A note on terminology: you’ll actually be installing MariaDB here, which is backwards compatible with MySQL. The two projects (derived from the same code base) diverged for license reasons, with MariaDB remaining completely open-source and free for use.
Even though the package installation takes care of setting up MySQL / MariaDB and its PHP module, we need to set up a password for the root (administrator) user within the database itself. It’s good practice to do this, even if your system will never be accessible from the internet.
Once the installation is complete, type:
Follow the on-screen instructions that appear.
You’ll want to set up a new password, disable root access from the network, remove the anonymous account and the test database, and reload the privileges table. This is the final step: you’ll need to restart Apache to ensure that PHP can access your new database. To do this, run the following command:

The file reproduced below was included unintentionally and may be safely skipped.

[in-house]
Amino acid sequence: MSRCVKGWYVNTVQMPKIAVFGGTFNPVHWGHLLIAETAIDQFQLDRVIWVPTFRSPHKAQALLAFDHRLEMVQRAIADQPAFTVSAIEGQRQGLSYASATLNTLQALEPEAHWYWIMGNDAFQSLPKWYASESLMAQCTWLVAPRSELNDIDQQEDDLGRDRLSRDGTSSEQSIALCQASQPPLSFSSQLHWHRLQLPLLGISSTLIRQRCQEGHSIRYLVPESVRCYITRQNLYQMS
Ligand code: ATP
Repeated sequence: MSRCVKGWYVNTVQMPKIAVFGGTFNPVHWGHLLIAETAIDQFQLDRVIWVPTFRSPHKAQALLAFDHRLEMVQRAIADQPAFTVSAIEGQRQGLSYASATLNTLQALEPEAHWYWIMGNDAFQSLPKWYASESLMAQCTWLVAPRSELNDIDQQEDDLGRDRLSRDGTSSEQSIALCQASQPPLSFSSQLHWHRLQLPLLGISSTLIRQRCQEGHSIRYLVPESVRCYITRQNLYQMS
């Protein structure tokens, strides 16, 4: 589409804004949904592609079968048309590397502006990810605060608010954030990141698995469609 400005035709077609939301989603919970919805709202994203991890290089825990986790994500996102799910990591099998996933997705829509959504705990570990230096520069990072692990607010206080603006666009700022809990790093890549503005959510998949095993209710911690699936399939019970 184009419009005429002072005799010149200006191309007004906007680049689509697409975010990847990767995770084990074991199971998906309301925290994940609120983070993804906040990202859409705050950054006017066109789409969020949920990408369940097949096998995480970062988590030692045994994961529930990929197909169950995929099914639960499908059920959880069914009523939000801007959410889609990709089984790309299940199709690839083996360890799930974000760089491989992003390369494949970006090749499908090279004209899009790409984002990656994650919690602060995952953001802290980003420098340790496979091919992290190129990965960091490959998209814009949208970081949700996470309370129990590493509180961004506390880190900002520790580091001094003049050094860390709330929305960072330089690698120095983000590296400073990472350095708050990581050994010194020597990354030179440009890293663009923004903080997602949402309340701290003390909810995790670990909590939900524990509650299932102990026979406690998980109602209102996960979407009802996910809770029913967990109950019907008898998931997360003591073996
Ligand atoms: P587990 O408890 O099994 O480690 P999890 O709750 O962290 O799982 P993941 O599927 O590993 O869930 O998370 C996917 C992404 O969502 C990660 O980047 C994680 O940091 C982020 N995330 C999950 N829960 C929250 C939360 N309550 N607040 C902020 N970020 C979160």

sudo service apache2 force-reload
You shouldn’t see a response to this command — if you see nothing in the terminal, that means it worked. Head to http://localhost on your Pi (or use your Raspberry Pi’s IP address instead), where you should see your Raspberry Pi web server working and ready to use.
Your little Raspberry Pi is now ready to serve websites with a full LAMP stack. Each web app you use (e.g. WordPress) is a little different, so make sure to read the documentation that comes with any software you install to learn how to properly install it.
Do keep in mind that, in order for your website to be accessible by users outside your network, you may need to set up port forwarding on your router, or use IPv6 addressing if available.
You may need to install a web server to serve local web apps, too. A number of Raspberry Pi projects out there use the LAMP stack to make the Raspberry Pi accessible from a web browser, including OctoPrint for wireless 3D printing.